Let's learn what is Dagger2 and how to use it.

Table of contents

Dependency Injection

"Your dependencies are going to come to you" - Jake Wharton

Dependency Injection let us get rid of dependencies from the business logic.
Here's a really simple example:

public class Car {
    private Engine engine;

    public Car(Engine engine) {
        this.engine = engine;
    }
}

public class Main {
    private void test() {
        Engine engine = new ElectricEngine();
        Car car = new Car(engine);
    }
}

The engine of the Car are given from the outside of the class.
We separate the creation and the use of an object.

Boilerplate

Although we are injecting dependencies from the outside, we still need to manually create the instances and connect them. This would be annoying if the dependencies get more complex.

Dependency injection libraries, like Dagger2, usually provides some nice way to handle these problems. Let's get into it.

Some key concepts

Module

Specifies the providers. Providers are in charge of making and providing new objects.
Example of a simple module:

@Module
public class CarModule {
    @Provides
    public Engine provideEngine() {
        return new ElectricEngine();
    }
}

Methods annotated with @Providers mean they are providers.

Component

Components are essentially the glue that holds everythings together.
Example of a simple component:

@Component(modules = SimpleModule.class)
public interface SimpleComponent {
    void inject(SimpleUseCase useCase);
}

Dagger will use a component to generate the code for us.
In the example above, Dagger creates DaggerSimpleComponent for us.
This name comes from the name of the component - Dagger + {name of component}

Injection

It is possible to inject dependencies using @Inject annotation, like this:

public class SimpleUseCase {
    @Inject
    public SimpleData data;
}

In the codes above, data will be injected using SimpleModule#provideData

Summary

  • @Module and @Provides for providing dependencies
  • @Inject for requesting dependencies (in short, injection)
  • @Component for bridge between modules and injections

How it works (Simple)

Dependency graph

Usually classes are dependent to some other classes.
Here, the Car object needs an instance of Engine in order to be created:

@Module
public class CarModule {
    @Provides
    public Car provideCar(Engine engine) {
        return new Car(engine);
    }

    @Provides
    public Engine provideEngine() {
        return new ElectricEngine();
    }
}

Dagger creates a graph of dependencies when it parses the module.
It goes like this:

1. I need a car (@Inject)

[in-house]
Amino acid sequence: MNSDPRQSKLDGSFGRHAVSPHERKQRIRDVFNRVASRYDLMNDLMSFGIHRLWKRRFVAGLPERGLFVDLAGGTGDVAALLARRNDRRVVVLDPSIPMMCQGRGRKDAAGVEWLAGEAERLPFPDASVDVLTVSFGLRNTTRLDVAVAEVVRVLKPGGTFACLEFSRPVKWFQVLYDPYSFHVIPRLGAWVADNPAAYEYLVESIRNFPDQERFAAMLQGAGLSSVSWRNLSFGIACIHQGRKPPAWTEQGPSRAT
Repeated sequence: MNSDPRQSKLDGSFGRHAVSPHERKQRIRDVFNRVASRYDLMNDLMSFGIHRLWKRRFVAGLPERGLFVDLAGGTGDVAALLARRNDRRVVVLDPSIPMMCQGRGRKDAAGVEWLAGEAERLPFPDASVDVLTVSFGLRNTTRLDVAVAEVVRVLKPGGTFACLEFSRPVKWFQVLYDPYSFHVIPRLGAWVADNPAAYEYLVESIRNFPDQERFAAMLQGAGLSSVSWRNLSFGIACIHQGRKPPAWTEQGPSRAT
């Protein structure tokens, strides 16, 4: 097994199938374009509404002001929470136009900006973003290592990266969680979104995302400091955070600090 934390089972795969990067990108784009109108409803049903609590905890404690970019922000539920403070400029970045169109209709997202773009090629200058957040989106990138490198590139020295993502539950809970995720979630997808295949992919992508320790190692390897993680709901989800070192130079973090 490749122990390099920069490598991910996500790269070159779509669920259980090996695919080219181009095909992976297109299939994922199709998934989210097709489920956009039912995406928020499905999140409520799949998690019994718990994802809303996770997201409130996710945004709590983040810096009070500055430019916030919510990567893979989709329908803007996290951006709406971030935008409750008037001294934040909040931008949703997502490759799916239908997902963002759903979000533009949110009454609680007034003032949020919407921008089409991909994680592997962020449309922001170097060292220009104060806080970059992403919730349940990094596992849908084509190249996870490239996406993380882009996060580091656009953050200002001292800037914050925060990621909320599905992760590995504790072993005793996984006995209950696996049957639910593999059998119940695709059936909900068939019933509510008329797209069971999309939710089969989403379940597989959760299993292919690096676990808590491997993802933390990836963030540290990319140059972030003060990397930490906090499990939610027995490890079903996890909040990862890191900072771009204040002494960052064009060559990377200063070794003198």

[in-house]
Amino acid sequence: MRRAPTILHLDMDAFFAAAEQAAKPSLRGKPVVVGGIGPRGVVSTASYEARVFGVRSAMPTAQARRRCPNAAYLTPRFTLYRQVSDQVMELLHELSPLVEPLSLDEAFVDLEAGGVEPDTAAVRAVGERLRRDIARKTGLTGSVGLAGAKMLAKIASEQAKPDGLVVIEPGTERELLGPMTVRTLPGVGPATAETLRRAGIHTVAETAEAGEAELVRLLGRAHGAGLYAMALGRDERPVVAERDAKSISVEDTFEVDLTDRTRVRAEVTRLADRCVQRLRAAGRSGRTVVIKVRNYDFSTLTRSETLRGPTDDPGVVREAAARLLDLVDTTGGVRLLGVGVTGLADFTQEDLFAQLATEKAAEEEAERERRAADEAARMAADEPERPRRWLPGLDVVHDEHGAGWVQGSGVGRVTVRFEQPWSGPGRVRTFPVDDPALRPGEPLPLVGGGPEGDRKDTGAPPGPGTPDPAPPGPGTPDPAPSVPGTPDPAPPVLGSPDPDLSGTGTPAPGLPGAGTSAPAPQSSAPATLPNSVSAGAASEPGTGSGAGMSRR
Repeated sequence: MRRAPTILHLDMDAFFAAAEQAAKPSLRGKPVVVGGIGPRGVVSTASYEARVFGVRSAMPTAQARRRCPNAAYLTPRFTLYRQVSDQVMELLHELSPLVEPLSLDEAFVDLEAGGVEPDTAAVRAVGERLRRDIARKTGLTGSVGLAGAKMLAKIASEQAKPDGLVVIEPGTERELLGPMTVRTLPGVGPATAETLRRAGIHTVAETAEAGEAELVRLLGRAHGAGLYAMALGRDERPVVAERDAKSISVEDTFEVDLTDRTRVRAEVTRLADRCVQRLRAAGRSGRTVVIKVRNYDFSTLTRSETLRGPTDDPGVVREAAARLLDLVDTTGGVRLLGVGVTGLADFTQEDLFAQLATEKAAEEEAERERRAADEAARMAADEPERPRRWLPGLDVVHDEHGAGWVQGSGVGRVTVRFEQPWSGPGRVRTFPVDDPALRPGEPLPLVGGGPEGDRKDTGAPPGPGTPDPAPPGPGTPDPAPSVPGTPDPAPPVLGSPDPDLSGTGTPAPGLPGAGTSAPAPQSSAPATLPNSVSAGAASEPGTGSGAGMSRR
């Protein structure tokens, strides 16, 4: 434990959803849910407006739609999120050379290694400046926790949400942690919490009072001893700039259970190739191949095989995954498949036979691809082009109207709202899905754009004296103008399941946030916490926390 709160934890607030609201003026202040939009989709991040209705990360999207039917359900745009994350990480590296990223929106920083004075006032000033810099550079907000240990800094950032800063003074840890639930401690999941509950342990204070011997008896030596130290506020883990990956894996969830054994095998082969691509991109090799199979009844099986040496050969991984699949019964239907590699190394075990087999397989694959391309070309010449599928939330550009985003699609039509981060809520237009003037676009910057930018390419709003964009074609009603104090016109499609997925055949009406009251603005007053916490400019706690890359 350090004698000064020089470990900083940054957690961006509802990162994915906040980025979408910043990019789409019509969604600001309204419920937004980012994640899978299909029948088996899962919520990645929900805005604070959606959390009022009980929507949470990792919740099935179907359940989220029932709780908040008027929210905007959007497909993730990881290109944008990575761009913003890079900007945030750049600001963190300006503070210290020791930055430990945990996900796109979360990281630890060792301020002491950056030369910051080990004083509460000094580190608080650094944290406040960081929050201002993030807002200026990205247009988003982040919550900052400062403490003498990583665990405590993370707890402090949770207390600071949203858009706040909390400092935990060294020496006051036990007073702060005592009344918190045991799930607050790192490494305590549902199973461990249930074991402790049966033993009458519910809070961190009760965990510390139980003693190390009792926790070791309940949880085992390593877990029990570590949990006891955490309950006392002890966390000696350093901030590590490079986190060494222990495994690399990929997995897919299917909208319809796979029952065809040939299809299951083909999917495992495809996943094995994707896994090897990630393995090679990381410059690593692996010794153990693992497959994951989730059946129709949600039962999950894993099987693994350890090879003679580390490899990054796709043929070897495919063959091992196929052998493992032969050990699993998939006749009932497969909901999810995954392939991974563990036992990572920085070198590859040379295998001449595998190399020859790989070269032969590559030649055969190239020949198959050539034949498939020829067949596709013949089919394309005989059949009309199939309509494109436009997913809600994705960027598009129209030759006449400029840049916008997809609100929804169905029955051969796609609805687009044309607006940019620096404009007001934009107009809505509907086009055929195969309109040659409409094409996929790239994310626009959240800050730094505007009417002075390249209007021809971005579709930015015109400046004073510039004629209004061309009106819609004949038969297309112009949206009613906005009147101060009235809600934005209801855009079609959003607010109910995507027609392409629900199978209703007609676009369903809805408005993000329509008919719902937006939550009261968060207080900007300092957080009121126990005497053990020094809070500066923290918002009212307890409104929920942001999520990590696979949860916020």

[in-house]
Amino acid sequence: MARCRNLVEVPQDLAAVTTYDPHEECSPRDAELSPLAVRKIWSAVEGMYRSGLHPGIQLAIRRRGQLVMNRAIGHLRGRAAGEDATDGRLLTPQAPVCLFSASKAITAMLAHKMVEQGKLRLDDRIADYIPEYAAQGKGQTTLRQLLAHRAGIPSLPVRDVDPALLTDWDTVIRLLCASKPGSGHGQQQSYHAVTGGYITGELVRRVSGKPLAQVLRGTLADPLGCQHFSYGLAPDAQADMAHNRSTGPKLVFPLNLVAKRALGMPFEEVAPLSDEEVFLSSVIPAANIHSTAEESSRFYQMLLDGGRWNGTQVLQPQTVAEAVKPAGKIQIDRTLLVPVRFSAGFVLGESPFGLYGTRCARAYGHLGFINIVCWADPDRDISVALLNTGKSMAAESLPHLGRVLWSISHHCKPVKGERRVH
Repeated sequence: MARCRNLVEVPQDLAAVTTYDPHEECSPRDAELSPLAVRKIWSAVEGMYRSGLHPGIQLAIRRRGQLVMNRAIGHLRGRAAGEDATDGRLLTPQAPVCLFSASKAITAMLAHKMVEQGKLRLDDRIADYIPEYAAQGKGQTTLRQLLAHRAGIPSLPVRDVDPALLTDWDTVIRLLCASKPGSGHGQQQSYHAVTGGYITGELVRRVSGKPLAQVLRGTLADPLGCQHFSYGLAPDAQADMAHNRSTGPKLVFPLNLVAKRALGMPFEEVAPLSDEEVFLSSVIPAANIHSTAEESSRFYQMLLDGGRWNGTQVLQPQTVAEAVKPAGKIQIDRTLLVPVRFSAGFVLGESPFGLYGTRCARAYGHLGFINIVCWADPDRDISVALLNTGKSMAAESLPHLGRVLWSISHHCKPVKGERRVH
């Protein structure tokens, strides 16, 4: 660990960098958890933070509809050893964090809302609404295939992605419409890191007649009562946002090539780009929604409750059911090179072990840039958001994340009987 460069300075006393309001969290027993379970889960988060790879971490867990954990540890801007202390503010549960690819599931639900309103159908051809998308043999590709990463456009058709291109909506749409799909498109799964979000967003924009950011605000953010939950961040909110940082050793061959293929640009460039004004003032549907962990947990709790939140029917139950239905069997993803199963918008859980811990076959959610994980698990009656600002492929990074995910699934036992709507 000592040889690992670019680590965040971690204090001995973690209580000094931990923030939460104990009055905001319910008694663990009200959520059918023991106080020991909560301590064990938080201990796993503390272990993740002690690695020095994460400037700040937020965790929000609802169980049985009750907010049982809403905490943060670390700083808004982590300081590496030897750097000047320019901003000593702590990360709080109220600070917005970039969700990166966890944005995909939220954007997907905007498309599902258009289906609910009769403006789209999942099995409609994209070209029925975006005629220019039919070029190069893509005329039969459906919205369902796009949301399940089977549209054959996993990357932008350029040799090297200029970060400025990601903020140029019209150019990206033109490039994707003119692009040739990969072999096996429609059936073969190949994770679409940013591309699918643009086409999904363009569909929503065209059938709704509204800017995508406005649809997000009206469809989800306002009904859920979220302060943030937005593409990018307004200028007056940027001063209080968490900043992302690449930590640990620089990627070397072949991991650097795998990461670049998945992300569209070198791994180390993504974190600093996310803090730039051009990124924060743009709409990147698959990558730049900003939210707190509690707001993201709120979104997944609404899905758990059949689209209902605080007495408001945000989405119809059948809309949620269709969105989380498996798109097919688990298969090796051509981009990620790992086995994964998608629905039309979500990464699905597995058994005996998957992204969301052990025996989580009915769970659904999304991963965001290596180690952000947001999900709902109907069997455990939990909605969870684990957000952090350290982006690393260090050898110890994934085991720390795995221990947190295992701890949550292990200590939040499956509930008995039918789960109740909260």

2. Engine is needed to make a car
3. Create an engine
4. Create a car

It seems pretty simple, but if the dependencies are much more complex, it's really useful.

Advanced Topics

Various types of injections

Field Injection

It is the most common type of injection.

  • Fields should not be private or final.
  • Field injection happens after the constructor invoked.
  • It might be useful for Android, where there's no way to control the instantiation (e.g. Activities, Fragments)
public class User {
    @Inject
    CarMaker carMaker;
}

Method Injection

It is not that common type of injection, and is rarely used.

  • Method injection applys to the parameters of the method.
  • Method injection happens after the constructor invoked, obviously.
public class User {
    public void subscribeNewsLetter(@Inject News news) {
       news.subscribe(this)
    }
}

Constructor Injection

  • Construction injection happens before the construction of the object.
  • Construction injection applys to the constructor of the object.
public class EngineMaker {
}

public class CarMaker {
    @Inject
    public CarMaker(EngineMaker engineMaker) {

    }
}

public class User {
    @Inject
    CarMaker carMaker;
}

In the codes above, User requests CarMaker as a field.
If the constructor of CarMaker is not annotated with @Inject, you need to define provider function like this:

public class AppModule {
    @Provides
    public CarMaker provideCarMaker(EngineMaker engineMaker) {
        return new CarMaker();
    }
}

If you use constructor injection, you don't need to specify this.

Component methods depending on the types of injection

  • Field Injection and Method Injection are invoked after the instantiation
    Therefore, it is possible to define methods something like this:

    public void inject(User user);

    Internally Dagger creates a class prefixed with _MembersInjector for this.
    (In this case, User_MembersInjector)
    And DaggerAppComponent uses this class to inject requested dependencies.

    // generated code
    public void inject(User user) {
        injectUser(user);
    }
    
    private User injectUser(User instance) {
        User_MembersInjector.injectCarMaker(instance, getCarMaker());
        return instance;
    }
  • Constructor Injection are invoked before the instantiation
    Since there's no dependencies to inject, DaggerAppComponent does nothing to this line of code.

    public void inject(CarMaker carMaker);
    
    // generated code
    public void inject(CarMaker carMaker) {}

@Provides and @Binds

With @Provides, the method should return value corresponding to its return type.
@Binds only works on abstract methods, and

From the docs:

@Binds methods are a drop-in replacement for @Provides methods that simply return an injected parameter. Prefer @Binds because the generated implementation is likely to be more efficient.

So the following module declaration can be replaced with @Binds

@Provides
public Engine provideEngine() {
    return new ElectricEngine();
}

// Using @Binds
@Binds
public abstract Engine provideEngine(ElectricEngine engine);

Component

TBD

Scope

TBD

@Component.Builder and @BindsInstance

TBD

References

Here are some useful links about Dagger2.